Lets call this what it is for once and for all, its a big party, its about money, not about art, and it is about ripping people off, real indy filmmakers who keep submitting for years and years what a sad thing this has become, and shame to all those who don't tell you about it, shame on them and you filmmakers who keep feeding this "beast".

  • really bummed out | December 15, 2011 4:49 PM

    I wish I had read your article before sending in my check and hopes.....

  • David Payne | December 8, 2011 1:00 PM

    Well said, sir !

  • Kholi | December 7, 2011 2:40 PMReply

    Would love for him to throw out an example of an "incredible movie", not decent, not better-than-average, that didn't cost more than 250K.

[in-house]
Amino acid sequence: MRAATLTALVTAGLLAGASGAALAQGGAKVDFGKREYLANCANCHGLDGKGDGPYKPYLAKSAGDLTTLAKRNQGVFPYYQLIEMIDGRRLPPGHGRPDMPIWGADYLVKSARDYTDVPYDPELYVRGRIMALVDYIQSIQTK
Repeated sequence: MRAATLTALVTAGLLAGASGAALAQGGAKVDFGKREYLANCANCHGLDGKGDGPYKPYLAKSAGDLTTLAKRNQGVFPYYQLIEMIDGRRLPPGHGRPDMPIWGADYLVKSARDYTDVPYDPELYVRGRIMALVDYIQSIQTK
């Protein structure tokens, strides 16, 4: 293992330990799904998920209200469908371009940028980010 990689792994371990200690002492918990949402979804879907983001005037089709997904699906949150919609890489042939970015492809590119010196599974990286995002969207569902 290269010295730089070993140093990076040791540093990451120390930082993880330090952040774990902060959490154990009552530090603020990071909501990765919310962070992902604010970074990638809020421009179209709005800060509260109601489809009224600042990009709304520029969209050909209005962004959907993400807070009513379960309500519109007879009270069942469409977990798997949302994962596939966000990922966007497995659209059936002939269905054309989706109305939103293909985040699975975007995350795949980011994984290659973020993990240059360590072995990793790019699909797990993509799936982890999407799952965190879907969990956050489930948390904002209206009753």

Then show us how it made that money back in less than a two year forecast without traditional distribution deals. You can't use Kevin Smith in your examples, or anyone else on that list: not a single one of them got where they are now without traditional distribution deals.

    If you change the over-achieving note of "make incredible movies" to "make something someone will watch, enjoy, and share"--which doesn't necessarily mean incredible at all (see: freddie wong) then we're talking about an entirely different model. One that doesn't necessarily strive on quality but quantity and consistency.

    To me, this isn't talking about making good movies, it's talking about creating a fan base on whatever kind of content you make, becoming a social conversation.